Cameron Norrie was disappointed not to find his A game against Roger Federer as his path at a grand slam was blocked by a tennis giant once again.
The British number two was playing in the last 32 for the third consecutive slam but, after losing to Rafael Nadal at both the Australian and French Opens, this time it was Federer who defeated him 6-4 6-4 5-7 6-4.
Federer looked to be cruising through to the fourth round at two sets ahead only for Norrie to break to love to clinch the third. That was as good as it got, though, with the sixth seed wrapping up victory in two hours and 34 minutes.
Norrie follows Andy Murray and Dan Evans out of the tournament so, having had three men through to the third round of the singles at Wimbledon for the first time since 1999, British interest is now at an end.
There can be no disgrace, of course, in losing to the only man who has lifted the trophy eight times here and, barring a few loose moments, Federer looked as sharp as he has so far this tournament.
But Norrie felt he could have done better, saying: "I was a little bit disappointed with my level today. I think I gave a lot of free points early on, especially first two sets, I didn't serve that well. I was missing a lot of second-serve returns.
"But, regardless of the situation, it was amazing to play against him, to experience that, to have that kind of atmosphere out there on Centre Court. I loved every minute of it.
"It was not the level I'd been playing previously, and definitely not the way I played in the round before, as well. It was tough. Obviously I think it was partly because of the way he plays.
"He came up pretty aggressive. But I didn't execute well at all throughout the whole match. I was disappointed, but I competed as hard as I could.
"It would be nice to play someone else I guess in the third round. But it is what it is at the moment."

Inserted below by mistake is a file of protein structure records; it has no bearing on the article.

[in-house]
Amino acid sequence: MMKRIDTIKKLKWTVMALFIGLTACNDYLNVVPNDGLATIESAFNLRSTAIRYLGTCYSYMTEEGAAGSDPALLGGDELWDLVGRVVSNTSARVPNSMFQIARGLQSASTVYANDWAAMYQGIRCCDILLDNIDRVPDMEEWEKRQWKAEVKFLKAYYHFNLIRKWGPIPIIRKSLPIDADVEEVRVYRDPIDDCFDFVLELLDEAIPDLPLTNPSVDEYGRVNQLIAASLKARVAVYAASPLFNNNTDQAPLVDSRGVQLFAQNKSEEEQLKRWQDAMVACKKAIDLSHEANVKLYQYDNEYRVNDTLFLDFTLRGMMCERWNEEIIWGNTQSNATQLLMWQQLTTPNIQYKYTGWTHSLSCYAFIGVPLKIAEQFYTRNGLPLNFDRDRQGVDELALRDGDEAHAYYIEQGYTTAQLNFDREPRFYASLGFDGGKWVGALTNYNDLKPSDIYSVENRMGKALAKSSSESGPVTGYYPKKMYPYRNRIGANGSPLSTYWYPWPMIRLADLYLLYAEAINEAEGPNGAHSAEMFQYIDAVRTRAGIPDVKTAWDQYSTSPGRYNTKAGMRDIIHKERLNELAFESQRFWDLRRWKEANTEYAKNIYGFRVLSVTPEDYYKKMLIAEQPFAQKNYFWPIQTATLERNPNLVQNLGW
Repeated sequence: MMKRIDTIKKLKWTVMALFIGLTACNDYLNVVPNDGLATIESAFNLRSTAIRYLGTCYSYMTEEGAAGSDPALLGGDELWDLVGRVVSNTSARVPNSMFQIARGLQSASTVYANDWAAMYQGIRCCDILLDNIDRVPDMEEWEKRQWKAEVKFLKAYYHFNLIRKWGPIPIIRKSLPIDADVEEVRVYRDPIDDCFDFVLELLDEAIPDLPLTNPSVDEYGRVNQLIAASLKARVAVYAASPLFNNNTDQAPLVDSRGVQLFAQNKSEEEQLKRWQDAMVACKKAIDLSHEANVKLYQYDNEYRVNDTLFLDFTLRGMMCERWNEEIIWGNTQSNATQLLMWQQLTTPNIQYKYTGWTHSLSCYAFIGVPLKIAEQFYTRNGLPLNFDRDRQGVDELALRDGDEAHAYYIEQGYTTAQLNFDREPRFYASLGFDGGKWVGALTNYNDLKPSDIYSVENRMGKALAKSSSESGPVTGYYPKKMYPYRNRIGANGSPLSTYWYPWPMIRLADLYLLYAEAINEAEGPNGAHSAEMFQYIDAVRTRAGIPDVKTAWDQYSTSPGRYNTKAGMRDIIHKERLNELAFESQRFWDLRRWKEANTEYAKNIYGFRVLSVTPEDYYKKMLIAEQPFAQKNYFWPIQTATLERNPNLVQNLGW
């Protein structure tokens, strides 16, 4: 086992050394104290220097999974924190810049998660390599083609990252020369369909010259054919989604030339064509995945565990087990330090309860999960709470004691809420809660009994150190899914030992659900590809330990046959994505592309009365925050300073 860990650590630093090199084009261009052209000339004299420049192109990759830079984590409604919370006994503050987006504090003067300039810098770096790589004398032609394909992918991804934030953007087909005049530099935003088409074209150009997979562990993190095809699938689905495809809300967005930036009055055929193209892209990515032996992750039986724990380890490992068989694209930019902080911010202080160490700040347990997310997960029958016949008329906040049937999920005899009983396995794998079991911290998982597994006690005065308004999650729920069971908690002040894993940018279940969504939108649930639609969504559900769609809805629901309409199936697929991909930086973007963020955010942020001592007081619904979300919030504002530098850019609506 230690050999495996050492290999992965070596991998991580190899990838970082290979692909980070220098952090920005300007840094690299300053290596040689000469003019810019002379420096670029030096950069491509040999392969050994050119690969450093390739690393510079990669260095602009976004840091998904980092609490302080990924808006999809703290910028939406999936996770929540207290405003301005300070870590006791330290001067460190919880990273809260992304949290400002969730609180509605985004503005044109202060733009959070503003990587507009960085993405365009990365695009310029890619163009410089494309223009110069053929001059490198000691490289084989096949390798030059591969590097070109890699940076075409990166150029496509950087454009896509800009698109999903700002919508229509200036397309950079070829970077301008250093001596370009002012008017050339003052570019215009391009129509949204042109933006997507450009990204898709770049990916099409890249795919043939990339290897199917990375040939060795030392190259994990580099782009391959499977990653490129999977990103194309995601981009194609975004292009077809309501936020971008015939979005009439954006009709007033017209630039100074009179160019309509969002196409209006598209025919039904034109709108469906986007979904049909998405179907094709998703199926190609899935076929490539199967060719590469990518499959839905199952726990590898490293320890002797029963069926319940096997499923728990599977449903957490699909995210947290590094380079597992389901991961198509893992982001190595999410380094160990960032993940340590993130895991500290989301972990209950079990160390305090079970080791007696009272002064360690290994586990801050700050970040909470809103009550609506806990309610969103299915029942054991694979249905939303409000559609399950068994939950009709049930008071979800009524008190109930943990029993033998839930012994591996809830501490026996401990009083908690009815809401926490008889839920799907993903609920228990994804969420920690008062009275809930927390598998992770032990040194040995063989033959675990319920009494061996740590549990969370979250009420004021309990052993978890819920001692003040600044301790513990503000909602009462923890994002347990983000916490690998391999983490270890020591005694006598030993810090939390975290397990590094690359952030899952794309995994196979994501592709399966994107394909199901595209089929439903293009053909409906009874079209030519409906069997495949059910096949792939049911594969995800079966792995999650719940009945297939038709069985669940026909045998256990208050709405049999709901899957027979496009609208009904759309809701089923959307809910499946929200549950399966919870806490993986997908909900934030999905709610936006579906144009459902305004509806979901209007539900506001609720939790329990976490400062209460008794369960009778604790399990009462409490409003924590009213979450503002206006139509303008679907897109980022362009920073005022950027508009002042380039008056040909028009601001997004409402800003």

Norrie has been one of the stars of the ATP Tour this season, reaching three finals, while Federer had played only a handful of matches after two knee operations last year.
The 39-year-old had played himself into form during his second-round victory over Richard Gasquet, though, and Norrie was firmly on the back foot in the first two sets.
There were a few shaky moments from Federer, not least the error-strewn game he played at 5-6 in the third set having missed chances to break moments earlier.
Norrie whipped up the crowd, which had been split in its loyalties, but was unable to force a decider.
Federer gave a big celebration at the end, and he said: "The crowd really got into it. I thought I was extremely calm throughout the match. Maybe that's why I saved all the emotions for the very end.
"It meant a lot to me because I thought actually I played a really good match throughout, except maybe that one game where Norrie breaks me.
"I know he's had a really good season so far. It's really a win for me, like a reference point as well, if I can beat somebody of his level who's played well last week, who is playing at home, who's played a ton of matches.
"I definitely feel like I've gotten my rhythm now. I thought I had a really excellent attitude.
"Maybe one of the first times I just felt very much at peace out there, really sort of a tranquillity to everything I was doing. I know it's the big picture that matters."
That big picture could yet include a rematch of the dramatic 2019 final against Novak Djokovic, which the Serbian won on a deciding tie-break.
Djokovic is bidding to equal Federer and Nadal by winning a 20th grand slam and keep alive his bid for a calendar Grand Slam.
"He's done incredibly well in Australia, now again also in Paris," said Federer. "That was exceptional, of course.
"He looks like the big favourite here. He deserves it. He's worked extremely hard. He's playing great at the same time, too. He's going to be tough to beat."